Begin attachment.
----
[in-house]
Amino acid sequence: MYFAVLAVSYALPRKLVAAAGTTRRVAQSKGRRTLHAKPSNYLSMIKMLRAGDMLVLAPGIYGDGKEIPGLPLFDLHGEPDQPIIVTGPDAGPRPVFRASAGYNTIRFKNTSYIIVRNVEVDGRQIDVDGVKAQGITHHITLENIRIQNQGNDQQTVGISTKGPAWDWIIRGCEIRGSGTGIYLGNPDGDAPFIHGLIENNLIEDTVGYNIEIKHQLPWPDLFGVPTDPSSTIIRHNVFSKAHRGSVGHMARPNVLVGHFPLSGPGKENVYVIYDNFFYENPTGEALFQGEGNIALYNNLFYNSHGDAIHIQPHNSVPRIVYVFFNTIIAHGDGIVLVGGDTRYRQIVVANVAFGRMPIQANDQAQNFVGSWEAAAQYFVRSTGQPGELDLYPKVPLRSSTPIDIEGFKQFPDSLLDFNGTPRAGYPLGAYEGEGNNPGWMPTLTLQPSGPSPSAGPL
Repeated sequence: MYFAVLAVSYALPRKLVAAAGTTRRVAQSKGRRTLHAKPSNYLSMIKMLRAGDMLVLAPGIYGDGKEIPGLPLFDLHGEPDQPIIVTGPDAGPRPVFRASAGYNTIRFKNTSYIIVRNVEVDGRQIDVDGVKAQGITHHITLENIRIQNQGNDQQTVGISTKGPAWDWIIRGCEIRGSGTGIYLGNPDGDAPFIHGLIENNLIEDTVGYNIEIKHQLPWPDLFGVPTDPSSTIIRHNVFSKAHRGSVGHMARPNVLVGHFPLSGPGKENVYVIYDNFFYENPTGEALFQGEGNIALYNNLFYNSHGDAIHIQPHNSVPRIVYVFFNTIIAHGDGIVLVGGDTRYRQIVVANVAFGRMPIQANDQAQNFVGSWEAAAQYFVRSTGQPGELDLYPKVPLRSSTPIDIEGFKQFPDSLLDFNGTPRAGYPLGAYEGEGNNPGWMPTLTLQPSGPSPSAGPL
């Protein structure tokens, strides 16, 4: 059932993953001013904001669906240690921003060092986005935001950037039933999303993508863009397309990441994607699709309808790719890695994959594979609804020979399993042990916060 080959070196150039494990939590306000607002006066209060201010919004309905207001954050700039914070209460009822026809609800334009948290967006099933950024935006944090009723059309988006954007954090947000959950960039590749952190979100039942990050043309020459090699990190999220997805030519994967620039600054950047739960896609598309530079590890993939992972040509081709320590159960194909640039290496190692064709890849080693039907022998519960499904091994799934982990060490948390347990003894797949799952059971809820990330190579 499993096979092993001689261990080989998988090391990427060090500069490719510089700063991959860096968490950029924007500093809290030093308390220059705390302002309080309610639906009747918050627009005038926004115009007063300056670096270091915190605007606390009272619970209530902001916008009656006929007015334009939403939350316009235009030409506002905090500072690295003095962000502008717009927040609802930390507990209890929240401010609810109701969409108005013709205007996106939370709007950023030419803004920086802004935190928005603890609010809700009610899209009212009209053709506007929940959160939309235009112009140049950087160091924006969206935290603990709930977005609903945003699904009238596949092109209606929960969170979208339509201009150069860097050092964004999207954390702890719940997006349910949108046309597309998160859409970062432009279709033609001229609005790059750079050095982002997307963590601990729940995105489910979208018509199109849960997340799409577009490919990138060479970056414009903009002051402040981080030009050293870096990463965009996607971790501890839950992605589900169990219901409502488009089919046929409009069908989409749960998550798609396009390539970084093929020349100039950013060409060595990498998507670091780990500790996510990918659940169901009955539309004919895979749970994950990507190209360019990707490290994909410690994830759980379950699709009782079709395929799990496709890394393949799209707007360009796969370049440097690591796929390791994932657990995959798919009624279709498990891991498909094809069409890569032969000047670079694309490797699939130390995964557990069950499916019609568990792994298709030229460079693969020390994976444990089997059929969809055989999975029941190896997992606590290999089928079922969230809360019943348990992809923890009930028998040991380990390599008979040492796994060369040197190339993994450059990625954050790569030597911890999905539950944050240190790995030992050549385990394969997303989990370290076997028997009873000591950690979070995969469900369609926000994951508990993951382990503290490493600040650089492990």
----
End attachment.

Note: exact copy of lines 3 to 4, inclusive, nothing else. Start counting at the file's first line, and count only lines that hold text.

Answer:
Repeated sequence: MYFAVLAVSYALPRKLVAAAGTTRRVAQSKGRRTLHAKPSNYLSMIKMLRAGDMLVLAPGIYGDGKEIPGLPLFDLHGEPDQPIIVTGPDAGPRPVFRASAGYNTIRFKNTSYIIVRNVEVDGRQIDVDGVKAQGITHHITLENIRIQNQGNDQQTVGISTKGPAWDWIIRGCEIRGSGTGIYLGNPDGDAPFIHGLIENNLIEDTVGYNIEIKHQLPWPDLFGVPTDPSSTIIRHNVFSKAHRGSVGHMARPNVLVGHFPLSGPGKENVYVIYDNFFYENPTGEALFQGEGNIALYNNLFYNSHGDAIHIQPHNSVPRIVYVFFNTIIAHGDGIVLVGGDTRYRQIVVANVAFGRMPIQANDQAQNFVGSWEAAAQYFVRSTGQPGELDLYPKVPLRSSTPIDIEGFKQFPDSLLDFNGTPRAGYPLGAYEGEGNNPGWMPTLTLQPSGPSPSAGPL
């Protein structure tokens, strides 16, 4: 059932993953001013904001669906240690921003060092986005935001950037039933999303993508863009397309990441994607699709309808790719890695994959594979609804020979399993042990916060 080959070196150039494990939590306000607002006066209060201010919004309905207001954050700039914070209460009822026809609800334009948290967006099933950024935006944090009723059309988006954007954090947000959950960039590749952190979100039942990050043309020459090699990190999220997805030519994967620039600054950047739960896609598309530079590890993939992972040509081709320590159960194909640039290496190692064709890849080693039907022998519960499904091994799934982990060490948390347990003894797949799952059971809820990330190579 499993096979092993001689261990080989998988090391990427060090500069490719510089700063991959860096968490950029924007500093809290030093308390220059705390302002309080309610639906009747918050627009005038926004115009007063300056670096270091915190605007606390009272619970209530902001916008009656006929007015334009939403939350316009235009030409506002905090500072690295003095962000502008717009927040609802930390507990209890929240401010609810109701969409108005013709205007996106939370709007950023030419803004920086802004935190928005603890609010809700009610899209009212009209053709506007929940959160939309235009112009140049950087160091924006969206935290603990709930977005609903945003699904009238596949092109209606929960969170979208339509201009150069860097050092964004999207954390702890719940997006349910949108046309597309998160859409970062432009279709033609001229609005790059750079050095982002997307963590601990729940995105489910979208018509199109849960997340799409577009490919990138060479970056414009903009002051402040981080030009050293870096990463965009996607971790501890839950992605589900169990219901409502488009089919046929409009069908989409749960998550798609396009390539970084093929020349100039950013060409060595990498998507670091780990500790996510990918659940169901009955539309004919895979749970994950990507190209360019990707490290994909410690994830759980379950699709009782079709395929799990496709890394393949799209707007360009796969370049440097690591796929390791994932657990995959798919009624279709498990891991498909094809069409890569032969000047670079694309490797699939130390995964557990069950499916019609568990792994298709030229460079693969020390994976444990089997059929969809055989999975029941190896997992606590290999089928079922969230809360019943348990992809923890009930028998040991380990390599008979040492796994060369040197190339993994450059990625954050790569030597911890999905539950944050240190790995030992050549385990394969997303989990370290076997028997009873000591950690979070995969469900369609926000994951508990993951382990503290490493600040650089492990």